Tocantins, Pará, and Mato Grosso, three states in the Greater Amazon region that have suffered massive deforestation, are all registering higher average temperatures.

As long ago as 2009, Antonio Nobre, one of Brazil’s leading climate scientists, warned that, without the “flying rivers”, the area that produces 70% of South America’s GNP would be desert.

In an interview with the journal Valor Economica, he said: “Destroying the Amazon to advance the agricultural frontier is like shooting yourself in the foot. The Amazon is a gigantic hydrological pump that brings the humidity of the Atlantic Ocean into the continent and guarantees the irrigation of the region.”

“Of course, we need agriculture,” he said. “But without trees there would be no water, and without water there is no food.

“A tonne of soy takes several tonnes of water to produce. When we export soy we are exporting fresh water to countries that don’t have this rain and can’t produce. It is the same with cotton, with ethanol. Water is the main agricultural input. If it weren’t, the Sahara would be green, because it has extremely fertile soil.”

Like other climate scientists, Nobre thinks the role of the Amazon rainforest in producing rain has been underestimated. In a single day, the Amazon region evaporates 20bn tonnes of vapour − more than the 17m tonnes of water that the Amazon river discharges each day into the Atlantic.

“A big tree with a crown 20 metres across evaporates up to 300 litres a day, whereas one square metre of ocean evaporates exactly one square metre,” he said. “One square metre of forest can contain eight or 10 metres of leaves, so it evaporates eight or 10 times more than the ocean. This flying river, which rises into the atmosphere in the form of vapour, is bigger than the biggest river on the Earth.” [more]

Drought bites as Amazon’s ‘flying rivers’ dry up

Deforestation in the Brazilian Amazon, 1988-2013, measured by the Projeto de Monitoramento do Desmatamento na Amazônia Legal (PRODES). Graphic: INPE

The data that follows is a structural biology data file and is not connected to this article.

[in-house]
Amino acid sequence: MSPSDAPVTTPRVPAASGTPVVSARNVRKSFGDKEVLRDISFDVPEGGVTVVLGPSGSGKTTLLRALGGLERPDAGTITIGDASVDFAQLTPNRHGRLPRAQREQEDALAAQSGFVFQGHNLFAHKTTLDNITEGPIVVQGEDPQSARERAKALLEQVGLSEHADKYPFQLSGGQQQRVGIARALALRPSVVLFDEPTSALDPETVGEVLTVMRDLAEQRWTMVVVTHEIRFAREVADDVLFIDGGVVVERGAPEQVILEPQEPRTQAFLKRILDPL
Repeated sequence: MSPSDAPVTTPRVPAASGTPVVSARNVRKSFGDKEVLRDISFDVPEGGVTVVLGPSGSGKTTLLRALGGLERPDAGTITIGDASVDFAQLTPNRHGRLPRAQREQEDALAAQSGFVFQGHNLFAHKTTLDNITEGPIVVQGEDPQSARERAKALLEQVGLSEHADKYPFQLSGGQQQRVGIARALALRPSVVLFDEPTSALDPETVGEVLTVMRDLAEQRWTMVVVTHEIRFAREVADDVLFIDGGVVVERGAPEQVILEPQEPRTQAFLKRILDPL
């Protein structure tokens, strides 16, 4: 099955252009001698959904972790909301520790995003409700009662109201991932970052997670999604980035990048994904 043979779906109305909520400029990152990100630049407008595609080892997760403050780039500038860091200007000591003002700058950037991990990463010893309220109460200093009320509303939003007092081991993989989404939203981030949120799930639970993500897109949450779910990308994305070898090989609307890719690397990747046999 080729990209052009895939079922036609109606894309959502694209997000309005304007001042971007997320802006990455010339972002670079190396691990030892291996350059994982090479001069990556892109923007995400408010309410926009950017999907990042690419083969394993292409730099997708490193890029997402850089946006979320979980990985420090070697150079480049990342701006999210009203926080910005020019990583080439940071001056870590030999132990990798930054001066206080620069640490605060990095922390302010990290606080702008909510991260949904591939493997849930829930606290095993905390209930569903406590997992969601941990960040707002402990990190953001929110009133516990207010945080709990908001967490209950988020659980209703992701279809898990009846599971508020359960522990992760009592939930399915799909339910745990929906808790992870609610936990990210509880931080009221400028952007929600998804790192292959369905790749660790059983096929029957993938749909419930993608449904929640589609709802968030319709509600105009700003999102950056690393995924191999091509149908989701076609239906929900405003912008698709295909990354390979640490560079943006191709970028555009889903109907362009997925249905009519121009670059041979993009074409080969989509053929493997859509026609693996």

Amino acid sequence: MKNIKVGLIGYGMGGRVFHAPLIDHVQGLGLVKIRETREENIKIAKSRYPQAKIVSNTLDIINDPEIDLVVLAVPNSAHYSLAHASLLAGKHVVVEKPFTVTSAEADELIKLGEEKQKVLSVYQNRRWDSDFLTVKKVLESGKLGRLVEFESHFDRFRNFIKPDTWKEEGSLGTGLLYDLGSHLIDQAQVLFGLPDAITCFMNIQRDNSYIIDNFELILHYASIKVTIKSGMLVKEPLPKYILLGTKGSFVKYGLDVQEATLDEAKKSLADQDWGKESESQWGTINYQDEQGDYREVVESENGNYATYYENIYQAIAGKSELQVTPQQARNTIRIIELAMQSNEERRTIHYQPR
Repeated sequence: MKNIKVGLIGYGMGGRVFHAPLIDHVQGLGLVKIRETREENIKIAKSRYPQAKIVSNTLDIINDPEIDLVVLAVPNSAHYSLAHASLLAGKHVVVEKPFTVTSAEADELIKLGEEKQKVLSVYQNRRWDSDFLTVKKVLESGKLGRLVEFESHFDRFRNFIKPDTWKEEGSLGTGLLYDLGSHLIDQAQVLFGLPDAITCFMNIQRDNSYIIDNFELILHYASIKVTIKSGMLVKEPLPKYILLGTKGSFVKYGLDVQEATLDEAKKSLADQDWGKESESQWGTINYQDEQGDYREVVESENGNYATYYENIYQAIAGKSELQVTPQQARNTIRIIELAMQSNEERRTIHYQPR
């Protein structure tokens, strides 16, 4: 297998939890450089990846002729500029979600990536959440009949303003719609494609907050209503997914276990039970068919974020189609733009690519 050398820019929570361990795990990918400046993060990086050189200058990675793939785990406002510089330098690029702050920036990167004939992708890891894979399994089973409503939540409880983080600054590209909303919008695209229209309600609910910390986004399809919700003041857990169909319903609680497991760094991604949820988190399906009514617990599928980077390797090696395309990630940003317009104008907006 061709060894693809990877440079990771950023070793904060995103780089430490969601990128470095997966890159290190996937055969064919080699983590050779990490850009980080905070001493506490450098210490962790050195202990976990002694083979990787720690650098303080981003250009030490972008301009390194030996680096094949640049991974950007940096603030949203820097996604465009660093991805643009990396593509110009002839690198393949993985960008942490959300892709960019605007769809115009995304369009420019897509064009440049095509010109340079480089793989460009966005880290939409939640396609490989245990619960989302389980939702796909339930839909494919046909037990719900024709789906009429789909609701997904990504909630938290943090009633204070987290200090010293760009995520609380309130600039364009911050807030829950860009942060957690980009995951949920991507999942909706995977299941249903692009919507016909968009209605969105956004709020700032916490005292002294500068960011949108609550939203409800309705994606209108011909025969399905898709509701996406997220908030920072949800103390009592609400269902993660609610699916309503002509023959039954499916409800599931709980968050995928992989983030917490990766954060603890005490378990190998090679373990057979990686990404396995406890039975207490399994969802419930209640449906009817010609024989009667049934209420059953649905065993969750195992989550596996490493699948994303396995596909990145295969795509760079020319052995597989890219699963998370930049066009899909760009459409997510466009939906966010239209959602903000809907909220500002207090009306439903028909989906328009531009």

By Amel Ahmed
11 September 2014

(Al Jazeera) – The rate of destruction blighting the world’s largest rain forest spiked by nearly a third last year, according to new data released by the Brazilian government.

Satellite data showed that 2,315 square miles of forest had been cleared from the Brazilian Amazon in the 12 months through July 2013, up 29 percent from the previous year.

It reflects a reversal in the downward trend since 2009.

Despite the increased destruction in 2013, the Brazilian report showed that the area cleared is still the second-lowest annual figure since the government began tracking deforestation in 2004. In that year, almost 11,580 square miles of forest were lost.

Still, an estimated 17 percent of the Amazon has been lost in the last 50 years, mostly because of forest conversion for cattle ranching — a trend that has concerned environmentalists, given that it is home to an estimated quarter of all known land species. The Amazon also serves as a giant carbon sink, helping stabilize the planet's climate.

Aside from agricultural expansion, factors driving the rise in deforestation include illegal logging and the invasion of public lands adjacent to big infrastructure projects, such as roads and hydroelectric dams, according to World Wide Fund for Nature (WWF).

According to the government report, the states of Pará and Mato Grosso — where most of Brazil's agricultural expansion is taking place — showed the greatest increases in deforestation. More than 390 square miles have been cleared in those states.

Curbing deforestation worldwide is an integral part of reducing climate change because deforestation accounts for 15 percent of all annual greenhouse gas emissions, according to WWF.

Globally, forests are depleted by up to 58,000 square miles every year — equivalent to 36 football fields every minute, according to the WWF.

As well as the cost to curbing climate change, deforestation threatens a wide range of plant and animal species.

Destruction of Brazilian Amazon spikes by almost a third